Beyond the tourist image of Portuguese cuisine, beyond the grilled sardines and pastéis de nata, lies an innovative food capital that will blow your mind. As if you need another reason to visit Lisbon, the city is at the forefront of redesigning Portuguese cuisine through a blend of old ingredients, new techniques and presentations.
Examples are everywhere, led by famous Portuguese chefs from José Avillez’s Mini Bar to Kiko Martins’ A Cevicheria. But even before them, Serbian-born Ljubomir Stanisic has been busy changing the face of Portuguese fine dining at his 100 Maneiras restaurant since 2009. Anthony Bourdain approves, need I say more?
100 Maneiras Restaurant is not to be confused with their sister restaurant of a similar name, 100 Maneiras Bistro at nearby Largo de Trindade 9. The main difference is that the Restaurant offers a single tasting menu only and is smaller and more intimate, while the Bistro does a la carte with a cocktail bar and private rooms.
Tucked away on a dark street in Bairro Alto, 100 Maneiras is a small, black and white decked restaurant, catering to 30 diners at a time. It’s €60 a head for their testing menu with two optional wine pairing options, regular €40 and premium €60. These prices are Portuguese fine dining, and although pricey for Portuguese standards, excellent value for money. The restaurant is popular with diners celebrating birthdays or anniversaries, and foodies looking for an unforgettable meal. If you enjoy your wines, we recommend the premium wine pairing to experience the best of Portuguese wines from across the country.
The tasting menu changes every few months, except for one signature dish, the “Codfish Clothesline” entree. Served with a coriander and red pepper dip, the dish is quintessentially Portuguese, taking a traditional ingredient – codfish – and presenting it in a way inspired by the clotheslines you see hanging off the streets of Lisbon. Always pushing the boundaries, next up was a cuttlefish cappuccino. Try not to be intimidated by the squid ink colouring, this was essentially a soup, as delicious as it was creative.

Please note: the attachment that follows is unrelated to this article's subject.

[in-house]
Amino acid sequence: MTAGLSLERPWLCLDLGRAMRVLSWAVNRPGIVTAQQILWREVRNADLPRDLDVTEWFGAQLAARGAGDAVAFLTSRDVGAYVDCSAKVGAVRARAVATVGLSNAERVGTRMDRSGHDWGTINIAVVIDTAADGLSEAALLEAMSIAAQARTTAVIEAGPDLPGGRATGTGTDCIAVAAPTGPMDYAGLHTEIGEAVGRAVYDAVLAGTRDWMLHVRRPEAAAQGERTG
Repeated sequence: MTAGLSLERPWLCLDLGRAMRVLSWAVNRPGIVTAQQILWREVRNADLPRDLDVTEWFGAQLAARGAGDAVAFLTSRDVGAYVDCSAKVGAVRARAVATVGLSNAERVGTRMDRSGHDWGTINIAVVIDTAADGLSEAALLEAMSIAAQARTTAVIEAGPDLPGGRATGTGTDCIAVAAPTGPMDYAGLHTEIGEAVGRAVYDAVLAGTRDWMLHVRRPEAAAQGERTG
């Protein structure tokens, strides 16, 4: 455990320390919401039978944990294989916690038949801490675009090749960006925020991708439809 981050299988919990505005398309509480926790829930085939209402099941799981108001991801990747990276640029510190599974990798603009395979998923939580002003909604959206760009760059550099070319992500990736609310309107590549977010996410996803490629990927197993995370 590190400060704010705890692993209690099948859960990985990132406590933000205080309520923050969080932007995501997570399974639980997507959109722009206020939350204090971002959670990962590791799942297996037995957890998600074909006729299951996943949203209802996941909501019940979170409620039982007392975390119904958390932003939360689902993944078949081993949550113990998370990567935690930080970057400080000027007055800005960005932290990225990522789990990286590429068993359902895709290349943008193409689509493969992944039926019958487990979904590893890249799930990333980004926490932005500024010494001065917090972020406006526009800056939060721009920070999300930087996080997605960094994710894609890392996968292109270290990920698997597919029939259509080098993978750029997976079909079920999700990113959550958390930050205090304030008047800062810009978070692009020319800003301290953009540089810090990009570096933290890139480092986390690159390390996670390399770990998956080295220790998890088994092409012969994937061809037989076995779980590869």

The next dish was the aptly named “Talking Head 2.0,” a red crispy prawn head with curry mayonnaise, followed by “The Famous Four,” trout tartare with tapioca, tomato gazpacho and onion pickle. This was one of our favourite dishes of the night, as the combination of tartare with tapioca was divine.
It was followed by another seafood offering called “Here Comes The Sea,” consisting of European lobster, red mullet, caviar and foie gras. Followed by “Ocean Foam,” a codfish main with fish stew, guacamole, fake tomato and cheese foam. Before the final meat dish, we washed our palates with a granita palate cleanser served in an interesting large white bowl.
Finally, “Belly Dance,” with pork belly, parsnip puree, persimmon, and fake osso bucco, which turned out to be a potato filled with gravy. Before your stomach realises just how much food it’s trying to digest, we recommend getting in the next two desserts quickly! First, an almond praline ice cream called “Long Live the Queen” followed by a delicious coffee and chocolate dessert called the “Jackie Brown”. Always unforgettable, definitely unmissable.